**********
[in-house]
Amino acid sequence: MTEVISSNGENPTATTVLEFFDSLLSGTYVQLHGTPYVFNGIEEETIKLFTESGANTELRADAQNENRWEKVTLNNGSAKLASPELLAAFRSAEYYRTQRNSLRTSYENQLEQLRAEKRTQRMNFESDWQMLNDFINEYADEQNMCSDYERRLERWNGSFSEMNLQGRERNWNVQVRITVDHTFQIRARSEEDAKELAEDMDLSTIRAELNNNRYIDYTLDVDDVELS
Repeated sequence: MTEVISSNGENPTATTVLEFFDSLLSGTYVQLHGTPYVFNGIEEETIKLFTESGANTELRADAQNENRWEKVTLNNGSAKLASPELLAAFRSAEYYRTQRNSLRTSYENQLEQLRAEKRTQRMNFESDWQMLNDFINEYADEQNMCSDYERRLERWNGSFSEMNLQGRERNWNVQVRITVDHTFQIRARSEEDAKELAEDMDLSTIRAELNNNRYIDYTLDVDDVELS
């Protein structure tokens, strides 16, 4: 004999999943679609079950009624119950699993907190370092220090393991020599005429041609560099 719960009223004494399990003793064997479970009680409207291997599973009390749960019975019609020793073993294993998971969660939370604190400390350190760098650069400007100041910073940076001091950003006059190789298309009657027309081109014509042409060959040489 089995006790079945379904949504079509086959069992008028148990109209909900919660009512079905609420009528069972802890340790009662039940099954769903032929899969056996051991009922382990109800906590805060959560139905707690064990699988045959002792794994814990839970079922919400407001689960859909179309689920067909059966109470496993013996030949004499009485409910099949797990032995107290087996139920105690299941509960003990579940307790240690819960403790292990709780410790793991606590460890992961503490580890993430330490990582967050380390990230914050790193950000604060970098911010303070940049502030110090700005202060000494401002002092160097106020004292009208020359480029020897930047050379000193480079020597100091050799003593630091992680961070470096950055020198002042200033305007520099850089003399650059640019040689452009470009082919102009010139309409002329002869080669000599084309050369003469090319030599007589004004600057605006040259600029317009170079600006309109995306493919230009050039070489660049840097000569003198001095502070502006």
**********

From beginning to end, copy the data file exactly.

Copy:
[in-house]
Amino acid sequence: MTEVISSNGENPTATTVLEFFDSLLSGTYVQLHGTPYVFNGIEEETIKLFTESGANTELRADAQNENRWEKVTLNNGSAKLASPELLAAFRSAEYYRTQRNSLRTSYENQLEQLRAEKRTQRMNFESDWQMLNDFINEYADEQNMCSDYERRLERWNGSFSEMNLQGRERNWNVQVRITVDHTFQIRARSEEDAKELAEDMDLSTIRAELNNNRYIDYTLDVDDVELS
Repeated sequence: MTEVISSNGENPTATTVLEFFDSLLSGTYVQLHGTPYVFNGIEEETIKLFTESGANTELRADAQNENRWEKVTLNNGSAKLASPELLAAFRSAEYYRTQRNSLRTSYENQLEQLRAEKRTQRMNFESDWQMLNDFINEYADEQNMCSDYERRLERWNGSFSEMNLQGRERNWNVQVRITVDHTFQIRARSEEDAKELAEDMDLSTIRAELNNNRYIDYTLDVDDVELS
């Protein structure tokens, strides 16, 4: 004999999943679609079950009624119950699993907190370092220090393991020599005429041609560099 719960009223004494399990003793064997479970009680409207291997599973009390749960019975019609020793073993294993998971969660939370604190400390350190760098650069400007100041910073940076001091950003006059190789298309009657027309081109014509042409060959040489 089995006790079945379904949504079509086959069992008028148990109209909900919660009512079905609420009528069972802890340790009662039940099954769903032929899969056996051991009922382990109800906590805060959560139905707690064990699988045959002792794994814990839970079922919400407001689960859909179309689920067909059966109470496993013996030949004499009485409910099949797990032995107290087996139920105690299941509960003990579940307790240690819960403790292990709780410790793991606590460890992961503490580890993430330490990582967050380390990230914050790193950000604060970098911010303070940049502030110090700005202060000494401002002092160097106020004292009208020359480029020897930047050379000193480079020597100091050799003593630091992680961070470096950055020198002042200033305007520099850089003399650059640019040689452009470009082919102009010139309409002329002869080669000599084309050369003469090319030599007589004004600057605006040259600029317009170079600006309109995306493919230009050039070489660049840097000569003198001095502070502006």